The online process emerges
There are several particular advantages of using the online mediation process. Nevertheless, as far as reasonably possible, our online process follows the same philosophy and procedures as a traditional process terminating with the mediation meeting.
You might expect that working online should be flexible enough to allow the process to be continuous over a number of days – or even longer.
Unfortunately, our experience is that this sort of flexibility fails to achieve a satisfactory resolution of your dispute. It is not far different from the way you have been negotiating over the previous six months or six years. Accordingly, the Mediator’s standard procedure, as described in this website, works on the basis of a concentrated effort for a day or half day – just as happens in the tried and tested face-to-face situation.
The preparation work before the mediation meeting – both for you and the Mediator – is very similar to the pre-meeting arrangements for a face-to-face meeting. Of course, working only online relieves all of us of the time spent in arranging a suitable venue and travel time.
We guide and inform you through each preliminary stage. By the time the special day of the mediation comes up, both participants, and the Mediator, are ready to hit the ground running. We now describe that framework.
Quick summary of how online mediation works
- The Mediator will apply the same professional impartiality, rules and procedures to every element of every mediation whether conducted online or primarily through a face-to-face meeting.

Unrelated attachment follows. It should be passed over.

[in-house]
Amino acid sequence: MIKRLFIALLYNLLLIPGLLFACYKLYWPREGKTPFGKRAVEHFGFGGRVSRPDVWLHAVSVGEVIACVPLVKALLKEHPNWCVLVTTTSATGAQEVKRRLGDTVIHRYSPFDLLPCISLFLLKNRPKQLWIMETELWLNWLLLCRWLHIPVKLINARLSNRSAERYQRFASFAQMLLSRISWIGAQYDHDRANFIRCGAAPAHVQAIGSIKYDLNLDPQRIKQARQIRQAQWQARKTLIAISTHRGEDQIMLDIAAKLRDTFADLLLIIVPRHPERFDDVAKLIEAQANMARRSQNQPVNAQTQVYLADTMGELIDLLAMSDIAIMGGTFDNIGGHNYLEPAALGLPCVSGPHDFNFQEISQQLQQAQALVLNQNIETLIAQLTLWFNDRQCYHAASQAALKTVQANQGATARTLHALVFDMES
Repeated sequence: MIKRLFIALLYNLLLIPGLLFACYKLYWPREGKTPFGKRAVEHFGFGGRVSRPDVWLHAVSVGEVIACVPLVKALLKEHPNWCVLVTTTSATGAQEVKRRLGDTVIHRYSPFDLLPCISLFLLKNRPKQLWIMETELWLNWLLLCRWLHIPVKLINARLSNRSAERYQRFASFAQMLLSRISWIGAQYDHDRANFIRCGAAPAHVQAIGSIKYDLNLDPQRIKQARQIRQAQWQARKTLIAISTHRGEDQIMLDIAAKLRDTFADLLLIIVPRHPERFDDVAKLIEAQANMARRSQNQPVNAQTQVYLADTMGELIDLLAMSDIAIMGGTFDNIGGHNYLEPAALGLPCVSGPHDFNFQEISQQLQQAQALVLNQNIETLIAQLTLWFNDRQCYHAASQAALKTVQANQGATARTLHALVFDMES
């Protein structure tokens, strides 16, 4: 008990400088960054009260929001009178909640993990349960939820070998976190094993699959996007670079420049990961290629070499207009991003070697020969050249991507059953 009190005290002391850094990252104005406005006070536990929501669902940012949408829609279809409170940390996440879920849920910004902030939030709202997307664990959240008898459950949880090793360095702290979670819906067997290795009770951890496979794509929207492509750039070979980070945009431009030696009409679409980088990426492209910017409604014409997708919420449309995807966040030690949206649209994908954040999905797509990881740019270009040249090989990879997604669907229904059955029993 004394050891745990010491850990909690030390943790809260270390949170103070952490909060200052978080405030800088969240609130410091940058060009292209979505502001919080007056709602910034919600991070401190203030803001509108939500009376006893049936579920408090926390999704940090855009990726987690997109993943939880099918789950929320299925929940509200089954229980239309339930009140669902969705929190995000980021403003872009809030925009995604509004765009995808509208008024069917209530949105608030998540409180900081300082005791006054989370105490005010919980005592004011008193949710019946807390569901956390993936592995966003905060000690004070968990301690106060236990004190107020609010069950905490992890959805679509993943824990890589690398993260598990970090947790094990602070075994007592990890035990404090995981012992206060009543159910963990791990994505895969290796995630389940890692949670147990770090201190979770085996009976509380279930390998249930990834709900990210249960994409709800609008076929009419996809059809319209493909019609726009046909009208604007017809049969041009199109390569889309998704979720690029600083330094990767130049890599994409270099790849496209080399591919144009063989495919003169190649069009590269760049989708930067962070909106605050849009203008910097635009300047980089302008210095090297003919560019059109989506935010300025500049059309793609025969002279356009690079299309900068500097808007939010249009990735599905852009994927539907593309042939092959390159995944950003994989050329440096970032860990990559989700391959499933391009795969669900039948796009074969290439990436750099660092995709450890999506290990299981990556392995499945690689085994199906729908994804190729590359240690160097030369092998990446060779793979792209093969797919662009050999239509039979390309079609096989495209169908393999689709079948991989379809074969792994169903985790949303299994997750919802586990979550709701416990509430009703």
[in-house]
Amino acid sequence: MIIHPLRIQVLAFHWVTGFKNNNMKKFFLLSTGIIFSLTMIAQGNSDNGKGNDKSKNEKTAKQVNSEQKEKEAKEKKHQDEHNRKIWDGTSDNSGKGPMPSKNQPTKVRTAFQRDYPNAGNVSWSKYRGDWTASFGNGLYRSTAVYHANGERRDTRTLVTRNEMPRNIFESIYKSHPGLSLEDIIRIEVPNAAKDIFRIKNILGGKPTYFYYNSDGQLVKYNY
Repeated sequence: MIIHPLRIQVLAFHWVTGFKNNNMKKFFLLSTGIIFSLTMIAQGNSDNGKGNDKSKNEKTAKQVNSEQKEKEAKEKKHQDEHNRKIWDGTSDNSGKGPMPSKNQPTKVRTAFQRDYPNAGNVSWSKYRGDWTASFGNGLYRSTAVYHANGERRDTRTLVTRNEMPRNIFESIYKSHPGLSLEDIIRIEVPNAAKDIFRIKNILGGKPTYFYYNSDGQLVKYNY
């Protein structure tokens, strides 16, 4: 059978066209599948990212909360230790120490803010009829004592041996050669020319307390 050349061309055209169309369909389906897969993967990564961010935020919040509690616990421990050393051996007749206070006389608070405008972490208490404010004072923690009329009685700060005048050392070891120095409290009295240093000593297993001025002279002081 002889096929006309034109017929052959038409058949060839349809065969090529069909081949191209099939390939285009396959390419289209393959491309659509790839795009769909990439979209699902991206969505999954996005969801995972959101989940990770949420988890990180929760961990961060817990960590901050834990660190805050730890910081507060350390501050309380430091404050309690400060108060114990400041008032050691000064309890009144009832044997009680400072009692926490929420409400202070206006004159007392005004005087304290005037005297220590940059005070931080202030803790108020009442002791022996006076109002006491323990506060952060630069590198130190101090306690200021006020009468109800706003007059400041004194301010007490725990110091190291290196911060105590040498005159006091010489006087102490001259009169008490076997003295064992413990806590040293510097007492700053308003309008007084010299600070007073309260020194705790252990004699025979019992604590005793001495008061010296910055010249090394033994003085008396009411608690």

- Our smooth administration process works by providing explanations of the next few steps at every stage. We never leave you in the dark as to what to do next.
- Once you have registered and told us the bare bones about your dispute the Mediator will spend time assessing the information produced by both Participants, the history of your case, what you want to achieve through mediation and how that can best be done.
After this preliminary assessment he will then ring you to answer your questions, including:
whether you want a process which leads to a face-to-face meeting or the online process described in this page.
what sort of mediation you want and how many hours of his time you want to book. Read our advice on what time you might need; Of course, it will always be your choice as to how long you might need to book in the Mediator’s diary.
Any concern you might have about technical issues for online mediation.
- You will need to discuss all this with your conflict-party as soon as ever possible. Here are alternative template letters you could use if you’re not sure how to approach this situation.
- Assuming you choose the online process, by now we shall have given you email guidance through five simple steps:
Register at “Request to Mediate”
Order the service you want from our Mediation Fees page
Book a date for your mediation in the Mediator’s Diary
Pay the mediation fee via SagePay
Sign the mediation agreement online
- All done! The Mediator is now working for you. He is available to you by phone day or night (well, almost!).
From this point, we provide more detailed information about what happens on the day of your online mediation
To move forward right now, get your conflict-party onside, then both register at
If you are new to mediation, start by browsing a few pages of this site. Top of the pyramid is a general introduction to business mediation.
The Mediator’s role